Monmouth University students release album to provide diversity and inclusion

Some students at Monmouth University are celebrating diversity and inclusion through art by creating a music album featuring students at the university.

News 12 Staff

Jul 3, 2021, 2:39 AM

Updated 1,052 days ago

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Some students at Monmouth University are celebrating diversity and inclusion through art by creating a music album featuring students at the university.
The EP is called “MADI: Vol. 1,” which stands for Monmouth Arts for Diversity and Inclusion. The five-song album was released at the end of June and was put together in less than a month.
One of the tracks is entitled “The Bird That Dropped from the Nest” by Monmouth football player Manny Christian.
“It just felt great to be able to put a piece of work onto something that I can hear over and over again and I could share with the world, so it was just an amazing experience,” Christian says.
He submitted the work as part of an open call for students to submit audio as part of Monmouth University’s own record label’s first original EP. The project didn’t start off easy.
“We had nothing. We had no logo, we had no music. We actually went out for a second call for submissions because it’s a sensitive topic, so I realize that everybody is talking about it,” says MADI executive producer and professor Rashida Scott-Cruz.
The project was funded by the university’s Intercultural Center with a diversity innovation grant.
Christian’s spoken-word piece was inspired by his response to Trayvon Martin’s death in 2012, when Christian was only 13 years old.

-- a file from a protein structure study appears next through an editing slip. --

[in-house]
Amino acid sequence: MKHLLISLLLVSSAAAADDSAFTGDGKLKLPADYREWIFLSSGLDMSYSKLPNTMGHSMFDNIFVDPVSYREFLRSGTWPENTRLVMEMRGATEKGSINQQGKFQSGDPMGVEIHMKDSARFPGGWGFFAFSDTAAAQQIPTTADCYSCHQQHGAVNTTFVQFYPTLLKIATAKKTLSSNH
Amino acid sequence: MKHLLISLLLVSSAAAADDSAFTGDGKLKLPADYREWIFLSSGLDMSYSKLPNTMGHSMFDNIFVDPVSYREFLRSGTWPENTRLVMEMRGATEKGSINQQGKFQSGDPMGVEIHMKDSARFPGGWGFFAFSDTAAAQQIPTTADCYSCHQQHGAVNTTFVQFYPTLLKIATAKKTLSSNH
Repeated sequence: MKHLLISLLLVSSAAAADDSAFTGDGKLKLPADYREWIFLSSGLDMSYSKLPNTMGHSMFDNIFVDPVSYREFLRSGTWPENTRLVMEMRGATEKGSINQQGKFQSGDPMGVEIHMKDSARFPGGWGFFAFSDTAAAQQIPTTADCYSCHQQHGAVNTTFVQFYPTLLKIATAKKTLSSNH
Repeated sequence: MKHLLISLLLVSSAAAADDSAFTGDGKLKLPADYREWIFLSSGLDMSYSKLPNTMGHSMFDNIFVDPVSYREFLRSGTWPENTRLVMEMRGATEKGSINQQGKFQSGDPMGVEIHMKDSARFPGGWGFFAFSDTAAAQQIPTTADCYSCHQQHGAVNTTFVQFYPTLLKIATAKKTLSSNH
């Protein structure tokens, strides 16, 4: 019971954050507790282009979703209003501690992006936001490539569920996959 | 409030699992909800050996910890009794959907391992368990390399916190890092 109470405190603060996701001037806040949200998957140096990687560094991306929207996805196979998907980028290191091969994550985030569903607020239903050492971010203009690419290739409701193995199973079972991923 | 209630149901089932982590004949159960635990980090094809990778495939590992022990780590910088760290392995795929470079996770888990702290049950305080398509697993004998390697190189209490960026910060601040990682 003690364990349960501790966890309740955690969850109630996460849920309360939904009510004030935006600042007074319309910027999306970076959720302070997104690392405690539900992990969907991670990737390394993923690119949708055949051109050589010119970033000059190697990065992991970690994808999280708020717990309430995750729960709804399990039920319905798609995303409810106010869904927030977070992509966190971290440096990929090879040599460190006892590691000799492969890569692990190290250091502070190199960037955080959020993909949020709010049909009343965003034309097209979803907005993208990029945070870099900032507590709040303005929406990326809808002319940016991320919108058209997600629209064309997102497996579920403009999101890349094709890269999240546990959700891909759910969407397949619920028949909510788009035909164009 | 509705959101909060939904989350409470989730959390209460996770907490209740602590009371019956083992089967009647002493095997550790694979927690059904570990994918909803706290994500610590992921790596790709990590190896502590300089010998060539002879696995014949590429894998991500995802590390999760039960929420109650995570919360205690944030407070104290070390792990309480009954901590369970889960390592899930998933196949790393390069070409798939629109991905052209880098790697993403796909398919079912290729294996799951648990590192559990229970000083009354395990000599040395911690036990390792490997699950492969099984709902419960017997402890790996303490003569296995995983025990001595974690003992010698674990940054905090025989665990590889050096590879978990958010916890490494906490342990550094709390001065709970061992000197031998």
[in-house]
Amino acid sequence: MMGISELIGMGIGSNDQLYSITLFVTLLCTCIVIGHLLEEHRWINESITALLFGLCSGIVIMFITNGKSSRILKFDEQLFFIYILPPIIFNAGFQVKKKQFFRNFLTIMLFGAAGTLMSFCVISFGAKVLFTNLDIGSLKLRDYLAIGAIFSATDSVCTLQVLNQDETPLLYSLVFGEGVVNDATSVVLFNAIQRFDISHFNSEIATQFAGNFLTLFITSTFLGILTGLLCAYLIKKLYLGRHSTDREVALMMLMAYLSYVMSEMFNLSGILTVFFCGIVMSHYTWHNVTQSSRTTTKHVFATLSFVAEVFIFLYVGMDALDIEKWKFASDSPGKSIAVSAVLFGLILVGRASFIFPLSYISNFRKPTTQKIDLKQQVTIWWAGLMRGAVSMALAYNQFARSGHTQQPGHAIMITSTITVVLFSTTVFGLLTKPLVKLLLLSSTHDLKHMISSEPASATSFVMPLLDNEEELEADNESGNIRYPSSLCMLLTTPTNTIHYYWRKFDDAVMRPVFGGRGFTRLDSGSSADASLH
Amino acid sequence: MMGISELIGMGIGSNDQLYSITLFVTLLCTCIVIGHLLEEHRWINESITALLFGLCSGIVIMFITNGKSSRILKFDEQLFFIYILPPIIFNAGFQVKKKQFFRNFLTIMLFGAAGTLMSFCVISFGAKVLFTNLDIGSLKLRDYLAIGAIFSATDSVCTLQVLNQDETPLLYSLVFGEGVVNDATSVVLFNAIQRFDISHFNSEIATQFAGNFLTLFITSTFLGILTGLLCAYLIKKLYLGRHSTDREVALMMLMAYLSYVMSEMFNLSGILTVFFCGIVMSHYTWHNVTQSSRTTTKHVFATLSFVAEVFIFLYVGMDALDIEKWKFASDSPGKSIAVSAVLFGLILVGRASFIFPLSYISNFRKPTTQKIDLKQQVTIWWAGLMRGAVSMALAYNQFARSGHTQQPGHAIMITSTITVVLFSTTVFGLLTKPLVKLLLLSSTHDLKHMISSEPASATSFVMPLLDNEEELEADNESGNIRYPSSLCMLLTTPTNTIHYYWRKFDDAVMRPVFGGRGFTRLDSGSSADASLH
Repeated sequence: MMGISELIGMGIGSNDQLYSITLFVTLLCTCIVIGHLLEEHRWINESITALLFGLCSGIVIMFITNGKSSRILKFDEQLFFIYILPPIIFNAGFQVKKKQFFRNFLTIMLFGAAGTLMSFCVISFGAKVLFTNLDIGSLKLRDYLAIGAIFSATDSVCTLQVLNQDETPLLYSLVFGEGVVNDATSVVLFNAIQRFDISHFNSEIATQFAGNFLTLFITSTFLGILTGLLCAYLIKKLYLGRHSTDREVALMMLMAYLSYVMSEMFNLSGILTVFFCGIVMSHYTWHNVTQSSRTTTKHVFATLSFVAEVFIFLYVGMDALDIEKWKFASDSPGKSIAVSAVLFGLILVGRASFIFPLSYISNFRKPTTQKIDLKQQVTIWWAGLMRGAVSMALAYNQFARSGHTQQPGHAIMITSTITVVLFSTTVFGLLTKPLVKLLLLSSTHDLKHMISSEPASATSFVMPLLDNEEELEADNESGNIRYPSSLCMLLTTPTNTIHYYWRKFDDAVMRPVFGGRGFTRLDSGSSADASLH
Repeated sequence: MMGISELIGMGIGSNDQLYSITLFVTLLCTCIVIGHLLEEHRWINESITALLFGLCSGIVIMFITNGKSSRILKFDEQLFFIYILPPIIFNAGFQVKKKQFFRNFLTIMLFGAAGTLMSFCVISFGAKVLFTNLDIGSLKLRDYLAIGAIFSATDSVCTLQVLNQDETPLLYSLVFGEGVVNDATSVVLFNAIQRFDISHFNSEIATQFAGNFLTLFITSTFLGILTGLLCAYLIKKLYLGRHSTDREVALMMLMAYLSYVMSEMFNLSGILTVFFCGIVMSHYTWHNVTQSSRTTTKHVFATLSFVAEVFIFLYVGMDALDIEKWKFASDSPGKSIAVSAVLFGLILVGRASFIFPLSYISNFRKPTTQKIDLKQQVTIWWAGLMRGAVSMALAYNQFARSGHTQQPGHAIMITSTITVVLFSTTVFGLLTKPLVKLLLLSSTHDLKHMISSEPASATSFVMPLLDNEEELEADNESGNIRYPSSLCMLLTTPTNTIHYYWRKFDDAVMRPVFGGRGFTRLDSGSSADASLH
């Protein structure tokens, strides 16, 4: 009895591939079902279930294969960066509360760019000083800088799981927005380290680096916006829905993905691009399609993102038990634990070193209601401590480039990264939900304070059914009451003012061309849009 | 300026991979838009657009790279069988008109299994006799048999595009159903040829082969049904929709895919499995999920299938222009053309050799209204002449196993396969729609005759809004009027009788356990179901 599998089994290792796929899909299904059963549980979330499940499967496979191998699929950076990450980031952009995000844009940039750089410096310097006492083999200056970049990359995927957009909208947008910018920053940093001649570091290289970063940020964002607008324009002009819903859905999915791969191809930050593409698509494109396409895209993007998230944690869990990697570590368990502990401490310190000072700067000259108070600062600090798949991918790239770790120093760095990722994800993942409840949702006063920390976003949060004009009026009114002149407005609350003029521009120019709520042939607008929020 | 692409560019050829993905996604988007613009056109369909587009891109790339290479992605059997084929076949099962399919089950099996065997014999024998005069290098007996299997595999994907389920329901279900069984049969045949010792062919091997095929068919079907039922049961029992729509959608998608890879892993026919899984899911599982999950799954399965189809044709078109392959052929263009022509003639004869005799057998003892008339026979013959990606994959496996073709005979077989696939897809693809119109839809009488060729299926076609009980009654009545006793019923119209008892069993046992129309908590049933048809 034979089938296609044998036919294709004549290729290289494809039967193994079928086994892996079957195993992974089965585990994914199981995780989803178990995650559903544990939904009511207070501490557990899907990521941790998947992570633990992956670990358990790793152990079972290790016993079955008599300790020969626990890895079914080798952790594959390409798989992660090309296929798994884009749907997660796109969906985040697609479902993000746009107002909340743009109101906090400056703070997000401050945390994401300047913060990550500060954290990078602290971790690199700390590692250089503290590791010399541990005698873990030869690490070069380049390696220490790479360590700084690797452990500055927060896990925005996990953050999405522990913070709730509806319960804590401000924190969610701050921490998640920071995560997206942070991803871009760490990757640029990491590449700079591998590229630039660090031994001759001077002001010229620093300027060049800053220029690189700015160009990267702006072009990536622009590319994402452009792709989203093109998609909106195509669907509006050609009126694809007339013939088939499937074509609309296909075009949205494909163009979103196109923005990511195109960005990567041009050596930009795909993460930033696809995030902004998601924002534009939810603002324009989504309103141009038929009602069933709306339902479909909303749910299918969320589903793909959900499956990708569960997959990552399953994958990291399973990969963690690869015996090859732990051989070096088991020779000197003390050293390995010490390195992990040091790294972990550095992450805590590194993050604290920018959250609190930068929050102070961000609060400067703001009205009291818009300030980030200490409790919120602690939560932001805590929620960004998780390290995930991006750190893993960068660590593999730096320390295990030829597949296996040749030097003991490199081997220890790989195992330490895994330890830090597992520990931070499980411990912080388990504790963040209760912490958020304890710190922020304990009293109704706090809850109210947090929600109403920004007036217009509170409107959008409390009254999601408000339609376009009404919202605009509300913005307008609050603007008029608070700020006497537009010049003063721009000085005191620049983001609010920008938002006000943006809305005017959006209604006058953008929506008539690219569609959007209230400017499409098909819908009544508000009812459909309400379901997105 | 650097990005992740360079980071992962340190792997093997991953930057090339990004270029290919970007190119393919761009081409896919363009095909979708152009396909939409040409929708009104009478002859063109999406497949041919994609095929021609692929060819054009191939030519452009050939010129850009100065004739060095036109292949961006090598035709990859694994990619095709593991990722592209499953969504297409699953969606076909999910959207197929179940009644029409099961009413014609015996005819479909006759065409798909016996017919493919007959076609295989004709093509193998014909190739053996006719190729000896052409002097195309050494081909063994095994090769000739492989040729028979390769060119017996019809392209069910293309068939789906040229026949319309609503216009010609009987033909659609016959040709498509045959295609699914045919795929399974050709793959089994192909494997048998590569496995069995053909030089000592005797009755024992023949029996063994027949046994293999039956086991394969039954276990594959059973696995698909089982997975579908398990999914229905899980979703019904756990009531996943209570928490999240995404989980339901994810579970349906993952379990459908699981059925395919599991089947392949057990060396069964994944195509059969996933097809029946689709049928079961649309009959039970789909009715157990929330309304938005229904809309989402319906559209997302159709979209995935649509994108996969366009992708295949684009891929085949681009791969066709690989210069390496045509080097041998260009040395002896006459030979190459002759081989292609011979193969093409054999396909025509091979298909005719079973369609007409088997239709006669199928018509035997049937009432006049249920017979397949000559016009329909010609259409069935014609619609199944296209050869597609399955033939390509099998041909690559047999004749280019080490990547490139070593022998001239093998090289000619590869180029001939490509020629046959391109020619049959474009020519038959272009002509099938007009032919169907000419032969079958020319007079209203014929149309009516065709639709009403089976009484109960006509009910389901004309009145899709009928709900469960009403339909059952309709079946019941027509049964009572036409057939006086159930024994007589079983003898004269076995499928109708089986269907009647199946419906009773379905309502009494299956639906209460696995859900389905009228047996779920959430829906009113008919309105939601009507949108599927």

"I want everyone to try to understand that… people come from different backgrounds and it's all right to try to understand the differences between people,” he says. “I feel like if you're putting in the effort to understand these differences, then you're doing the right thing and you're helping humanity come together."
The EP was fully crafted by the art students involved in less than a month. It streams on Soundcloud, Spotify, Apple Music and Google Play.
"You have to live with yourself at the end of the day and you're the only one who knows all of your flaws, all of your imperfections. That it's okay to embrace that,” Christian says.
Scott-Cruz says that everyone should experience the album.
"I really, really hope that all individuals from all nationalities, all ethnic backgrounds would certainly take a listen and just hear what they have to say because it's really healing,” she says.
Because this was a grant-funded project, the hope is to do another one like this if that grant money comes in. Right now, the goal is to promote and market the first volume.


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